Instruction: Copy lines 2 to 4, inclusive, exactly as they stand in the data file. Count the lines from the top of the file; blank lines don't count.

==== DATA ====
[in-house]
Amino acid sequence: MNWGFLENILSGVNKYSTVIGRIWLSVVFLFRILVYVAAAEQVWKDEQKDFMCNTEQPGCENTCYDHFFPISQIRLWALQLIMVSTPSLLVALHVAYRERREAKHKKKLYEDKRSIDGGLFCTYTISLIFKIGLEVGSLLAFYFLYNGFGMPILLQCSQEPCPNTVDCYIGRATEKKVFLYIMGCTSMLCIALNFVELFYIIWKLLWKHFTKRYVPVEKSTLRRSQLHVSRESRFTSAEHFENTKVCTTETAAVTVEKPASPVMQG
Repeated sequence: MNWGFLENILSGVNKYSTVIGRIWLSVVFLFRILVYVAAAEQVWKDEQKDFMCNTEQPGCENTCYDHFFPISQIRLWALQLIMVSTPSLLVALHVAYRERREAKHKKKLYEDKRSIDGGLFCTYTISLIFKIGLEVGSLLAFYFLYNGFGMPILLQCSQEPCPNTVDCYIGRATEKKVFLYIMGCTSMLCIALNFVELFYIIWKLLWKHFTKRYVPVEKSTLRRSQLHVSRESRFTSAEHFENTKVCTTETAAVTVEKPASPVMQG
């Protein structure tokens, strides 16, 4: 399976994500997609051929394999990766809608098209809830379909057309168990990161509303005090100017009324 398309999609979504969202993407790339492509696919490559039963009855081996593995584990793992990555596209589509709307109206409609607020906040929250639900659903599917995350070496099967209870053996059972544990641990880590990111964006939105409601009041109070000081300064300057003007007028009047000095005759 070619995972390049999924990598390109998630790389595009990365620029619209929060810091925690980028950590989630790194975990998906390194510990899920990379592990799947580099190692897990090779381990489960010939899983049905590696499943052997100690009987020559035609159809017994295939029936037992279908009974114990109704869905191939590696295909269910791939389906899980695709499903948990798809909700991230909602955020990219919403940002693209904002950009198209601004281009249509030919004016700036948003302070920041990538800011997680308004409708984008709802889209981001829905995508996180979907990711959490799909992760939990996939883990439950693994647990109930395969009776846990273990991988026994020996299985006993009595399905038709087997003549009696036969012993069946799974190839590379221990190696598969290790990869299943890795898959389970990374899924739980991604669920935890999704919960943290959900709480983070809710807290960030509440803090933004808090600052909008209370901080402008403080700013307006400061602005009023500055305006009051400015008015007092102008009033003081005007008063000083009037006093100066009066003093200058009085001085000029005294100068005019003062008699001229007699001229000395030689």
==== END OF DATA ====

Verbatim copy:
Amino acid sequence: MNWGFLENILSGVNKYSTVIGRIWLSVVFLFRILVYVAAAEQVWKDEQKDFMCNTEQPGCENTCYDHFFPISQIRLWALQLIMVSTPSLLVALHVAYRERREAKHKKKLYEDKRSIDGGLFCTYTISLIFKIGLEVGSLLAFYFLYNGFGMPILLQCSQEPCPNTVDCYIGRATEKKVFLYIMGCTSMLCIALNFVELFYIIWKLLWKHFTKRYVPVEKSTLRRSQLHVSRESRFTSAEHFENTKVCTTETAAVTVEKPASPVMQG
Repeated sequence: MNWGFLENILSGVNKYSTVIGRIWLSVVFLFRILVYVAAAEQVWKDEQKDFMCNTEQPGCENTCYDHFFPISQIRLWALQLIMVSTPSLLVALHVAYRERREAKHKKKLYEDKRSIDGGLFCTYTISLIFKIGLEVGSLLAFYFLYNGFGMPILLQCSQEPCPNTVDCYIGRATEKKVFLYIMGCTSMLCIALNFVELFYIIWKLLWKHFTKRYVPVEKSTLRRSQLHVSRESRFTSAEHFENTKVCTTETAAVTVEKPASPVMQG
């Protein structure tokens, strides 16, 4: 399976994500997609051929394999990766809608098209809830379909057309168990990161509303005090100017009324 398309999609979504969202993407790339492509696919490559039963009855081996593995584990793992990555596209589509709307109206409609607020906040929250639900659903599917995350070496099967209870053996059972544990641990880590990111964006939105409601009041109070000081300064300057003007007028009047000095005759 070619995972390049999924990598390109998630790389595009990365620029619209929060810091925690980028950590989630790194975990998906390194510990899920990379592990799947580099190692897990090779381990489960010939899983049905590696499943052997100690009987020559035609159809017994295939029936037992279908009974114990109704869905191939590696295909269910791939389906899980695709499903948990798809909700991230909602955020990219919403940002693209904002950009198209601004281009249509030919004016700036948003302070920041990538800011997680308004409708984008709802889209981001829905995508996180979907990711959490799909992760939990996939883990439950693994647990109930395969009776846990273990991988026994020996299985006993009595399905038709087997003549009696036969012993069946799974190839590379221990190696598969290790990869299943890795898959389970990374899924739980991604669920935890999704919960943290959900709480983070809710807290960030509440803090933004808090600052909008209370901080402008403080700013307006400061602005009023500055305006009051400015008015007092102008009033003081005007008063000083009037006093100066009066003093200058009085001085000029005294100068005019003062008699001229007699001229000395030689």